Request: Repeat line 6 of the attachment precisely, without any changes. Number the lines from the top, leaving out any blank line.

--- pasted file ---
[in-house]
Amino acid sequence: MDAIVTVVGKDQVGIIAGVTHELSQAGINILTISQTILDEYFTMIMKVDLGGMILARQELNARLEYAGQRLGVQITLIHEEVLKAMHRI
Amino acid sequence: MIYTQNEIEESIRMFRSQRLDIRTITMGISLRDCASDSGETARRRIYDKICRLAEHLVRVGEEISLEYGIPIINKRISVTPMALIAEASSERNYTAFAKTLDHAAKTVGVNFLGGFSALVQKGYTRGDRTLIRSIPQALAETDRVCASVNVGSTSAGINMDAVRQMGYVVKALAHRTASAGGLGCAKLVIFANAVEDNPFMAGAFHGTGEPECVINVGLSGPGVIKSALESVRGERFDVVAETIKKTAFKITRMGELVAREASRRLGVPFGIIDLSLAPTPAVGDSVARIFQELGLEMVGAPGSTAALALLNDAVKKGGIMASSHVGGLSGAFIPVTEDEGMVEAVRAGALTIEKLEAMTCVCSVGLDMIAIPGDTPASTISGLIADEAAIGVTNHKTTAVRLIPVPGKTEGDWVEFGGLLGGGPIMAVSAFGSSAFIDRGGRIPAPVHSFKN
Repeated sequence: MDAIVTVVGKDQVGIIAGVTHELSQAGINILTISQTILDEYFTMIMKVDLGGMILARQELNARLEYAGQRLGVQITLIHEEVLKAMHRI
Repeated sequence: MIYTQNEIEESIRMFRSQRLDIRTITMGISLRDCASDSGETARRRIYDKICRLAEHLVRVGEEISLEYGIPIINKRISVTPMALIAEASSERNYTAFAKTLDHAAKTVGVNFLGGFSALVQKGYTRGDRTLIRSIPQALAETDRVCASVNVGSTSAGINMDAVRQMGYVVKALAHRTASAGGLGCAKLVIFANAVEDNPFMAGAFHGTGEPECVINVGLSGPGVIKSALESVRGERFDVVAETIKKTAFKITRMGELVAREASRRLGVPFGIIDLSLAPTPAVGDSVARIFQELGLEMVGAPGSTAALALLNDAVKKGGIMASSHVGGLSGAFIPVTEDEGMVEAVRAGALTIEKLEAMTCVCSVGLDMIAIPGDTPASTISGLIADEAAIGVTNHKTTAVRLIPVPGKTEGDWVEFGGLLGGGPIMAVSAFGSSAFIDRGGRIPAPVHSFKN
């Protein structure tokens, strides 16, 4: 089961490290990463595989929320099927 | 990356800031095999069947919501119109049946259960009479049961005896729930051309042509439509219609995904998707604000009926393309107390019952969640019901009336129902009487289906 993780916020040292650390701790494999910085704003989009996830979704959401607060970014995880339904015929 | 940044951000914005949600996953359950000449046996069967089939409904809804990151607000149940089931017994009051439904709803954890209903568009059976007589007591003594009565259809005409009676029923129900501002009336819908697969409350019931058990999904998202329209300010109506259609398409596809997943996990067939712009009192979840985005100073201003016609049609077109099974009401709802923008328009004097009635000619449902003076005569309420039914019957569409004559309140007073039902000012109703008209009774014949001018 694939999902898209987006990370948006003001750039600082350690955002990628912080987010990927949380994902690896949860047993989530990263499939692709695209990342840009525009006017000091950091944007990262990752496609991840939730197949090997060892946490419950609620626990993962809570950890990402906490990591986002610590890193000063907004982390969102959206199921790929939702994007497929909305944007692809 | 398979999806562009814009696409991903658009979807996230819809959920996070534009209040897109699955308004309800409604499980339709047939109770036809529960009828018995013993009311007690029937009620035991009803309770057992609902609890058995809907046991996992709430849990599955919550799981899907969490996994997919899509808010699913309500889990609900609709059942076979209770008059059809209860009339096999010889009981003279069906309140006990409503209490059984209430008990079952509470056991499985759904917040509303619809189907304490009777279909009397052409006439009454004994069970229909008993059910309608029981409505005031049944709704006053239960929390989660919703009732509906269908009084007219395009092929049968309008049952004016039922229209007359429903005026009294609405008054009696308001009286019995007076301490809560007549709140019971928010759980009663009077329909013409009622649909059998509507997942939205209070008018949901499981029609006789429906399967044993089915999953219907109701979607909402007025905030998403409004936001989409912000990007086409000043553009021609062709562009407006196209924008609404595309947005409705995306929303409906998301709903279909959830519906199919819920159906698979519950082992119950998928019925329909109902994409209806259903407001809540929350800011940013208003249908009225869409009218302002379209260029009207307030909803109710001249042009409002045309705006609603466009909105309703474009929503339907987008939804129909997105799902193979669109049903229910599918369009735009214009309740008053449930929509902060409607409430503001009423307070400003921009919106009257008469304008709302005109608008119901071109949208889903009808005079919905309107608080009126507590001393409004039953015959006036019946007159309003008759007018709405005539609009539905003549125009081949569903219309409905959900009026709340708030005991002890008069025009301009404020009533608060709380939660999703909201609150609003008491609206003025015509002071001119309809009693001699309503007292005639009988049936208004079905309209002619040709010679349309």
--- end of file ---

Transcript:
């Protein structure tokens, strides 16, 4: 089961490290990463595989929320099927 | 990356800031095999069947919501119109049946259960009479049961005896729930051309042509439509219609995904998707604000009926393309107390019952969640019901009336129902009487289906 993780916020040292650390701790494999910085704003989009996830979704959401607060970014995880339904015929 | 940044951000914005949600996953359950000449046996069967089939409904809804990151607000149940089931017994009051439904709803954890209903568009059976007589007591003594009565259809005409009676029923129900501002009336819908697969409350019931058990999904998202329209300010109506259609398409596809997943996990067939712009009192979840985005100073201003016609049609077109099974009401709802923008328009004097009635000619449902003076005569309420039914019957569409004559309140007073039902000012109703008209009774014949001018 694939999902898209987006990370948006003001750039600082350690955002990628912080987010990927949380994902690896949860047993989530990263499939692709695209990342840009525009006017000091950091944007990262990752496609991840939730197949090997060892946490419950609620626990993962809570950890990402906490990591986002610590890193000063907004982390969102959206199921790929939702994007497929909305944007692809 | 398979999806562009814009696409991903658009979807996230819809959920996070534009209040897109699955308004309800409604499980339709047939109770036809529960009828018995013993009311007690029937009620035991009803309770057992609902609890058995809907046991996992709430849990599955919550799981899907969490996994997919899509808010699913309500889990609900609709059942076979209770008059059809209860009339096999010889009981003279069906309140006990409503209490059984209430008990079952509470056991499985759904917040509303619809189907304490009777279909009397052409006439009454004994069970229909008993059910309608029981409505005031049944709704006053239960929390989660919703009732509906269908009084007219395009092929049968309008049952004016039922229209007359429903005026009294609405008054009696308001009286019995007076301490809560007549709140019971928010759980009663009077329909013409009622649909059998509507997942939205209070008018949901499981029609006789429906399967044993089915999953219907109701979607909402007025905030998403409004936001989409912000990007086409000043553009021609062709562009407006196209924008609404595309947005409705995306929303409906998301709903279909959830519906199919819920159906698979519950082992119950998928019925329909109902994409209806259903407001809540929350800011940013208003249908009225869409009218302002379209260029009207307030909803109710001249042009409002045309705006609603466009909105309703474009929503339907987008939804129909997105799902193979669109049903229910599918369009735009214009309740008053449930929509902060409607409430503001009423307070400003921009919106009257008469304008709302005109608008119901071109949208889903009808005079919905309107608080009126507590001393409004039953015959006036019946007159309003008759007018709405005539609009539905003549125009081949569903219309409905959900009026709340708030005991002890008069025009301009404020009533608060709380939660999703909201609150609003008491609206003025015509002071001119309809009693001699309503007292005639009988049936208004079905309209002619040709010679349309």